Pick one or two applicants and test them out for 30 days. They can’t read your mind so be patient with them learning how you want things done.

  • What can this free you up to do?
  • Spend more time generating income.
  • Enjoy a night out by yourself or a partner.
  • Eat healthier by avoiding the fast food run.

Intrigued? What three things would you delegate right now to a Personal Assistant or House Manager and what’s keeping you from hiring one?

Five Things to do Before You Hire an Assistant

Five Things to do Before You Hire an Assistant

Are you ready to outsource some of that stress?

Are you ready to hand over the reins and stop working on $10 an hour tasks?

Are you afraid that no one, and I mean no one, can create a spreadsheet as well as you?

Give it up. Let it go.

Move in to your line of genius.

I'm all for outsourcing to keep people working within their line of genius. If you own a company the time you spend shopping for the best airfare could have been time with a client or writing a proposal.

If you bill $50, $100 or $200 an hour, why are you doing $10 an hour tasks?

At some point, it's time to try an assistant. Start with just five hours a month and see how it goes. It's part of your new system to uplevel.

Five things to do before you hire an assistant

1) Start your task list.

The month before you hire your assistant, start a running list of all the things you are doing that is a $10-50 per hour task. I'm not saying that an assistant is only going to cost $10 but if you're doing something that is such a time waster you would pay someone $10 an hour to get it off your plate than write it down. Keep this list because most of the tasks are probably recurring. This list should include personal and business tasks that you would like off your plate.

  • Cleaning – home or business
  • Cooking or meal prepping
  • Social media
  • Administrative
  • Travel Arrangements
  • Errand running

2) Track your time.

In addition to the tasks you want to outsource, consider the time you spend doing those tasks. If it takes you an hour to make travel arrangements but it could take an assistant 15 minutes, you've just saved a ton of money. Time = Money. I track all my time using www.focusboosterapp. I know how much time I spend writing posts, working with clients and posting on social. At the end of the week I see what Timesucks I've had and at the end of the month I consider what I could outsource so I don't repeat the same mistake the next month.

3) Consider which type of assistant you need.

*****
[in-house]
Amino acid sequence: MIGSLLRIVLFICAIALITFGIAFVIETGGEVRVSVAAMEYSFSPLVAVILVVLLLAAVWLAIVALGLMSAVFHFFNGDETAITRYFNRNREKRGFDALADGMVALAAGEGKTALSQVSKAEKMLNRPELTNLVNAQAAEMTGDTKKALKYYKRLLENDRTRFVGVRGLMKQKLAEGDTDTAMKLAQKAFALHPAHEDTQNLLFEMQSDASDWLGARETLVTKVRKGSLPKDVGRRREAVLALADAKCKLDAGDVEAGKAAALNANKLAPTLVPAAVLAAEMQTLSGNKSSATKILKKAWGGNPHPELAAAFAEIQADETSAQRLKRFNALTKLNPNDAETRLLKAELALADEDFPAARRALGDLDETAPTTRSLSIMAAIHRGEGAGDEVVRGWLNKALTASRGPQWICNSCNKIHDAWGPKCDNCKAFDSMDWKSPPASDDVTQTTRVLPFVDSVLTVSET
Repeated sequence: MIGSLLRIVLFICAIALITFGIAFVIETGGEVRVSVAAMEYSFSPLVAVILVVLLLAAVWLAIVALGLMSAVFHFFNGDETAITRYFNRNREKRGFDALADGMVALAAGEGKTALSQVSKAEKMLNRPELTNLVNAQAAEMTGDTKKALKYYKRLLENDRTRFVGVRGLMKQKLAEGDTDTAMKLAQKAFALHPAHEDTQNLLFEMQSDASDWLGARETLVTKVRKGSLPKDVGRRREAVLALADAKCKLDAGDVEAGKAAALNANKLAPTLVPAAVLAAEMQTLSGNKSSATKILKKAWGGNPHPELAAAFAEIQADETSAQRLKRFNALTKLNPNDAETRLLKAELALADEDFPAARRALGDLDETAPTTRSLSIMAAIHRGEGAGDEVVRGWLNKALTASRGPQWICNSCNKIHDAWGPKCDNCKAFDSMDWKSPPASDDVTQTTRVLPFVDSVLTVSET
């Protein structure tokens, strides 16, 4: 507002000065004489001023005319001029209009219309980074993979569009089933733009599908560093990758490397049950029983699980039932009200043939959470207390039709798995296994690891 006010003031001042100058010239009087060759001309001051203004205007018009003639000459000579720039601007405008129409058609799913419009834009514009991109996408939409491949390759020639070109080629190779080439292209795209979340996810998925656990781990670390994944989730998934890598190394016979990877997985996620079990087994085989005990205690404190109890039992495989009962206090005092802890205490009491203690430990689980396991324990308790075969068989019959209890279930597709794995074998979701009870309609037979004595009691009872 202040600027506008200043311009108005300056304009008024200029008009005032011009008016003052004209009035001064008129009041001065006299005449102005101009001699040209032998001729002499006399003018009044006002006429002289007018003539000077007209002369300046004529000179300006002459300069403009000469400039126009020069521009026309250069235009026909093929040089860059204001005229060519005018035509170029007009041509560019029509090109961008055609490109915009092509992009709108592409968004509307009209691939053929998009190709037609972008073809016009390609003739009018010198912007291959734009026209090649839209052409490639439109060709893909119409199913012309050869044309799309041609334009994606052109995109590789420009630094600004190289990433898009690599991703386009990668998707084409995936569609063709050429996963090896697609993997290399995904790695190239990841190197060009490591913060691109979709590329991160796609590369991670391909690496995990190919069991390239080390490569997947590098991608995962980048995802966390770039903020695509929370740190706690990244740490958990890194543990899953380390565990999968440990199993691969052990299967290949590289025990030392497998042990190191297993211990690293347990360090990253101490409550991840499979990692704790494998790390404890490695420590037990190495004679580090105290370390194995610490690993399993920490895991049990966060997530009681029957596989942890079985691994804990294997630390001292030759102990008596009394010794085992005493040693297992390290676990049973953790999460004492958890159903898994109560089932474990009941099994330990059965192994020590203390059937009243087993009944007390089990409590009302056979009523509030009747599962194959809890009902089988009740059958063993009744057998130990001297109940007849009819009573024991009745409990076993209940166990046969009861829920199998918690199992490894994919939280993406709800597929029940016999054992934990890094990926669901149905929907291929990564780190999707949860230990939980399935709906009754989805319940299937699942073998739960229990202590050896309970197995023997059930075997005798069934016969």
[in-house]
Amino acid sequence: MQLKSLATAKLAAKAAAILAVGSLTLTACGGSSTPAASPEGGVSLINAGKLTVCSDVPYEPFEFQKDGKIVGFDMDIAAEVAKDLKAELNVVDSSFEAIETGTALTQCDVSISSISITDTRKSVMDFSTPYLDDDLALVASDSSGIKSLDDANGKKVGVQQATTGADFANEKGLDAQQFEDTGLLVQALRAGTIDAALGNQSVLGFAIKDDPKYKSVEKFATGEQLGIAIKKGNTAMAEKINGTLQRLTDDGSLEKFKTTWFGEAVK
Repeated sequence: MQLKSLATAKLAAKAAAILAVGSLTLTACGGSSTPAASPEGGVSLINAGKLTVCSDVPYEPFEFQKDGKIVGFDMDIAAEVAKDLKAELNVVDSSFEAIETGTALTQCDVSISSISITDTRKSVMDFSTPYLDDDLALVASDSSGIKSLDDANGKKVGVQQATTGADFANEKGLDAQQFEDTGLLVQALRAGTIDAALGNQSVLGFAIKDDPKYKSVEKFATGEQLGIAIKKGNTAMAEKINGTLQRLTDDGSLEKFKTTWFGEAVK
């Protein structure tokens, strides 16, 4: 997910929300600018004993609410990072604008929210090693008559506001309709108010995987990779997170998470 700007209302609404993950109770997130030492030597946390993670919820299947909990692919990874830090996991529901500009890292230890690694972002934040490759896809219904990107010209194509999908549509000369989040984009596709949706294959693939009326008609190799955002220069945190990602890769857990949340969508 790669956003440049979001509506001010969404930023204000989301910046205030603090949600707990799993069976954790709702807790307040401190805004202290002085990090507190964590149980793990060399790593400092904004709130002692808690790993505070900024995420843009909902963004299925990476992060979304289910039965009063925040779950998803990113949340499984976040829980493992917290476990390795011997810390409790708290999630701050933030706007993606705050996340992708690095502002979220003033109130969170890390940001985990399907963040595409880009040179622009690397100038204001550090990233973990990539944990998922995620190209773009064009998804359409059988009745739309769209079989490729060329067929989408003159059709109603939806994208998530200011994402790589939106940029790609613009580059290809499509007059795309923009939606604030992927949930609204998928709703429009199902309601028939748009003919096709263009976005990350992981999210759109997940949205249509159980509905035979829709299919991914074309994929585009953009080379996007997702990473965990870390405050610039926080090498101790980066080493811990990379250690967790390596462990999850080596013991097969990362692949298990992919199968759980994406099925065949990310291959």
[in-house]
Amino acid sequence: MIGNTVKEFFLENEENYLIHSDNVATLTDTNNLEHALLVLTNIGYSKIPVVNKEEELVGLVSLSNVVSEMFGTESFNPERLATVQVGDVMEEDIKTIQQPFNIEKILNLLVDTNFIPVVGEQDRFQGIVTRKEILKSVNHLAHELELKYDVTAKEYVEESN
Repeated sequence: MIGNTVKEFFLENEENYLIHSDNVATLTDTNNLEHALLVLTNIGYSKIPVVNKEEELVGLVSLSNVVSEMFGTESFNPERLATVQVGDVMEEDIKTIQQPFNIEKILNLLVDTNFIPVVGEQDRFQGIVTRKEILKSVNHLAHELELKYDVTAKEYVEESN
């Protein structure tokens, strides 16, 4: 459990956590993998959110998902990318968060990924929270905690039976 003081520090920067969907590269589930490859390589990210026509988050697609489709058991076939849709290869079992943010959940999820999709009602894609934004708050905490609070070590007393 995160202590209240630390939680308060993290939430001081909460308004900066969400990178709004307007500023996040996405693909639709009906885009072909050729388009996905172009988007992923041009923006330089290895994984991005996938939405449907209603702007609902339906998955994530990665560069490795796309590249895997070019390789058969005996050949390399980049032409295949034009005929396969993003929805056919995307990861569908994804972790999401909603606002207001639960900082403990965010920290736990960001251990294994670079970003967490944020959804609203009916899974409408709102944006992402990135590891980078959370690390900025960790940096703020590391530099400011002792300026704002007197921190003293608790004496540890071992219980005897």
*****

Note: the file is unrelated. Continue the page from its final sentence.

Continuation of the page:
Do you need more help with errands, grocery shopping, pets, house cleaning or veggie chopping? Hire a Personal Assistant. Need administrative work, travel arrangements and scheduling? Hire an Administrative (in person or virtual) Assistant. Need help with social media? Hire a Digital Assistant. There's an assistant for what you need, but until you do step 1 and 2, you aren't going to know which type to start with and how many hours to hire them for.

The absolute, hands down, most creative job description for a Personal Assistant, was for Mike Bledsoe over at Barbell Shrugged. Click here -Best Job Description Ever

When I met him at the 431 Project we were talking about all his crazy travel and that his next step was a P.A. Within a couple of weeks this post went up. It's brilliant.

You know exactly the type of person he's looking for and get a taste of his personality. He's honest that it is sometimes going to be cool and sometimes going to be boring and you're going to have to be pretty freakin' dedicated to it. Plus, how could you NOT love that photo?


Mike Bledsoe

4) Start writing or recording instructions.

As you are doing each task, start a cheat sheet and start writing instructions or create quick videos using Jing or Screencast for your future assistant. Write down step by step what they need to do. They won't be able to read your mind, no matter how much we pay them. Trust me. I've tried and mind-reading hopefulness gets you no where.

5) Consider your worth.

There are different ways to track your worth per hour. Giving up tasks can be hard, especially if you are an entrepreneur, solopreneur or on a tight budget. Consider how much you can make if you focus on the revenue-producing tasks or how much you can exercise, play with your kids, or learn a new language if you outsource. Time isn't really money. Time is worth more than money. Once you have your basic needs met and a few fun things, don't you always wish you had more time? Ever sat through a meeting and thought I will never get that hour back.